1992, Christina Romer published an article titled "What
Ended the Great Depression?" in The Journal of Economic
History. In her introduction, Roper explains how America recovered
from the Great Depression:
paper examines the role of aggregate-demand stimulus in ending
the Great Depression. Plausible estimates of the effects of fiscal
and monetary changes indicate that nearly all the observed
recovery of the U.S. economy prior to 1942 was due to monetary
expansion [emphasis mine]. A huge gold inflow in the
mid- and late 1930s swelled the money stock and stimulated
the economy by lowering real interest rates and encouraging
investment spending and purchases of durable goods. That monetary
developments were crucial to the recovery implies that self-correction
played little role in the growth of real output between 1933 and
is now the chair of President Obama's Council of Economic Advisors
and was the co-author the administration’s economic recovery plan.
In Romer, Fed
Chairman Ben Bernanke has a willing accomplice in his quest to print
money, errr…I mean engage in quantitative easing. Like Romer,
Bernanke is an expert on the Great Depression. Like Romer, Bernanke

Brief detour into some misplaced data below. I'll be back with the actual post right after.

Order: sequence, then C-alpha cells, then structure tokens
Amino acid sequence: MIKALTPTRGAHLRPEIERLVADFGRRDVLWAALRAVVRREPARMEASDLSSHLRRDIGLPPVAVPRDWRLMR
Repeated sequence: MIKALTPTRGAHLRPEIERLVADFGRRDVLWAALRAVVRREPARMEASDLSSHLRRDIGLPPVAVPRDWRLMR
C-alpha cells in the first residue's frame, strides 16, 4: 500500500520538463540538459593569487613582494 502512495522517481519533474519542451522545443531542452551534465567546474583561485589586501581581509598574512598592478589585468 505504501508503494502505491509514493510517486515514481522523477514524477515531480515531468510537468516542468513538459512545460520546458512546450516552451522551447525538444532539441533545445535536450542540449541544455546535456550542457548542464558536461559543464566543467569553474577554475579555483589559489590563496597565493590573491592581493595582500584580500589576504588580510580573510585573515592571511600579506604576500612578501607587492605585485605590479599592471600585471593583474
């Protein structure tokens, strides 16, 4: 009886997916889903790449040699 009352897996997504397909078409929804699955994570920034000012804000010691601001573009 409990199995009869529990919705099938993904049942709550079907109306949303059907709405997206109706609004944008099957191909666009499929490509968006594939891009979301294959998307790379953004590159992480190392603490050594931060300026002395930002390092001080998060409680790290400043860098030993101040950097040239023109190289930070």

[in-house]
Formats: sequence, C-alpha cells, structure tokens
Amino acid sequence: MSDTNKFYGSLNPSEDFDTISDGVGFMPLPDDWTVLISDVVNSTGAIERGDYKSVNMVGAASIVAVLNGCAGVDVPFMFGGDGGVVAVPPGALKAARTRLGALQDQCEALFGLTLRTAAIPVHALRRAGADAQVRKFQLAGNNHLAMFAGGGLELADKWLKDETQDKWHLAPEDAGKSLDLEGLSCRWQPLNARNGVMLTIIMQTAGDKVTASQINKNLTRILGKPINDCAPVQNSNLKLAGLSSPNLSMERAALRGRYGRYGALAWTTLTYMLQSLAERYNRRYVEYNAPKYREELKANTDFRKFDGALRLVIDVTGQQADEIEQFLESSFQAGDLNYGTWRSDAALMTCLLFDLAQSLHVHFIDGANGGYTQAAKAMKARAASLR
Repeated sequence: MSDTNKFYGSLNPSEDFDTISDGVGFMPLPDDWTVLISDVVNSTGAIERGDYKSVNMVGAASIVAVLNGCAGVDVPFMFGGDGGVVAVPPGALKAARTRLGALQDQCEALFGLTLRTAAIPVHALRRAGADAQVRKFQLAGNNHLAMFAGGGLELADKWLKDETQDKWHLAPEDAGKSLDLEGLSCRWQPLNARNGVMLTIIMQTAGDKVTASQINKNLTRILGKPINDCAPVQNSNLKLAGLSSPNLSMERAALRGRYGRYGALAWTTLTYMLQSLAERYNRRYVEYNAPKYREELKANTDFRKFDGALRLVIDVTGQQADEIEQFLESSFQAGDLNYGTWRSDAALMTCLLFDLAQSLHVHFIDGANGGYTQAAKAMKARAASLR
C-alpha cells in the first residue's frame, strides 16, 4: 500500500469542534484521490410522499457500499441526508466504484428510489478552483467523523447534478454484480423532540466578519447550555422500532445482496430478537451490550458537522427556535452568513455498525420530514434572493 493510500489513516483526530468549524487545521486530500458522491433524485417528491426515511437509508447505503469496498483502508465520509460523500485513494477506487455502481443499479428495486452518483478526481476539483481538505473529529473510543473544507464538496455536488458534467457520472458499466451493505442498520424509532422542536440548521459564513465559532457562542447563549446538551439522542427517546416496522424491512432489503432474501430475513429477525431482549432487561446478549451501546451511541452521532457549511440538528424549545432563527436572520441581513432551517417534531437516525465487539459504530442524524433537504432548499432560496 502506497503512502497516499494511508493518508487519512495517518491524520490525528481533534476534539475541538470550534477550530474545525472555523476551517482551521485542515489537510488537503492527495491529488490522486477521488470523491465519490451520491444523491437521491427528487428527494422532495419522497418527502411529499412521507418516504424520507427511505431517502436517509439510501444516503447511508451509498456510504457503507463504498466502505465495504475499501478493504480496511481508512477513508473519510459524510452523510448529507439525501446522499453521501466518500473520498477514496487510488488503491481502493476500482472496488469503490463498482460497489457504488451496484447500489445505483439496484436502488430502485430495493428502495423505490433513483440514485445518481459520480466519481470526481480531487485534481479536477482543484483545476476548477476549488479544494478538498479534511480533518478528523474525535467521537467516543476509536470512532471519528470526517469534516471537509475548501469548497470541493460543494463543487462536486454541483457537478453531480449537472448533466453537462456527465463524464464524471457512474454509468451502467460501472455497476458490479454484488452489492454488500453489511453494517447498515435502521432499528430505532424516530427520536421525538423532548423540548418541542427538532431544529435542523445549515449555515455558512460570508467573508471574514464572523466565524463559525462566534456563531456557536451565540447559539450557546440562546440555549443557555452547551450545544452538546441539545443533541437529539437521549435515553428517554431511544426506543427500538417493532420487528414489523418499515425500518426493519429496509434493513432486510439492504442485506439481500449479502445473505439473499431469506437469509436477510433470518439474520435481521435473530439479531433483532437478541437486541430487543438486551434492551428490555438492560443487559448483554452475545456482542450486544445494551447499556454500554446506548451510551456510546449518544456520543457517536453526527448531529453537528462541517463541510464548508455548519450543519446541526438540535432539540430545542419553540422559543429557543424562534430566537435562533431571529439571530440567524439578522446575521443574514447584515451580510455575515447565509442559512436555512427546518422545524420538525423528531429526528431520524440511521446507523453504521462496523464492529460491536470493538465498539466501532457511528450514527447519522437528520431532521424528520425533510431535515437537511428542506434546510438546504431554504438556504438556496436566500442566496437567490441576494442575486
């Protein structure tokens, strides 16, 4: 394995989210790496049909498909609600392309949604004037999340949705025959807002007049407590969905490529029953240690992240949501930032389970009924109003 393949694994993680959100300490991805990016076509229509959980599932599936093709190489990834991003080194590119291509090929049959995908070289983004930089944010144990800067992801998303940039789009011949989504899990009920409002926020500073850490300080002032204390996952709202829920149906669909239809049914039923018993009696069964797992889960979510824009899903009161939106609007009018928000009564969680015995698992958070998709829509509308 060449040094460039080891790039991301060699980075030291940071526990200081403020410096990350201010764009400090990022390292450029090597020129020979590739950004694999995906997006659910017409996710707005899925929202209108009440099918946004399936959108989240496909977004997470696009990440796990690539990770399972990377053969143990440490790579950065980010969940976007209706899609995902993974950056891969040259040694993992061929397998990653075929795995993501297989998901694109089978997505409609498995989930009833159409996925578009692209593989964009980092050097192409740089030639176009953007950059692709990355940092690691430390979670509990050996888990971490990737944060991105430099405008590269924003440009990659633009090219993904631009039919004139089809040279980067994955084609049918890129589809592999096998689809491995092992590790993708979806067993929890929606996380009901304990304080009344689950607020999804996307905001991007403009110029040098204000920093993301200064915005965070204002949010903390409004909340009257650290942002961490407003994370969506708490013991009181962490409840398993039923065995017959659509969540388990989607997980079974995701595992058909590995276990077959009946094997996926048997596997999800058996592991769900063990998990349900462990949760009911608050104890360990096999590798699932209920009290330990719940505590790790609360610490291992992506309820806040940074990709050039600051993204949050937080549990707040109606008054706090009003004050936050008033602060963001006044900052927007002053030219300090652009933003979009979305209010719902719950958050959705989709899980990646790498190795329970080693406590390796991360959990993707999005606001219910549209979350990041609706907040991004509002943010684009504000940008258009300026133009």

believes that the solution to our current economic ills lies in
devaluing the dollar through monetary expansion. After all, Bernanke
promised Milton Friedman that the Fed would never again refrain
from providing liquidity during a downturn like it did during the
It seems as
if Romer, Bernanke, et al. are proposing something new and revolutionary
— inflate the money supply and devalue the currency. Genius! But
there is a big problem. This solution is neither new nor revolutionary.
Although it has never before had as fancy a euphemism as "quantitative
easing," the practice of monetary devaluation is ancient and
is standard government operating procedure. Unfortunately, it has
also proven a disaster everywhere it has been implemented.
Romans tried it. The result was the implosion of Western civilization;
a hole out of which it took a millennium for Europe to climb.
tried it. Twice, in fact. The first time, in the early 18th century,
resulted in a classic speculative bubble. Fortunes were made and
then lost in the blink of an eye. The second time, after their revolution,
was even worse. In order to combat price inflation — which was causing
rioting and civil unrest — the government imposed price controls.
Shortages ensued causing more rioting and civil unrest. The French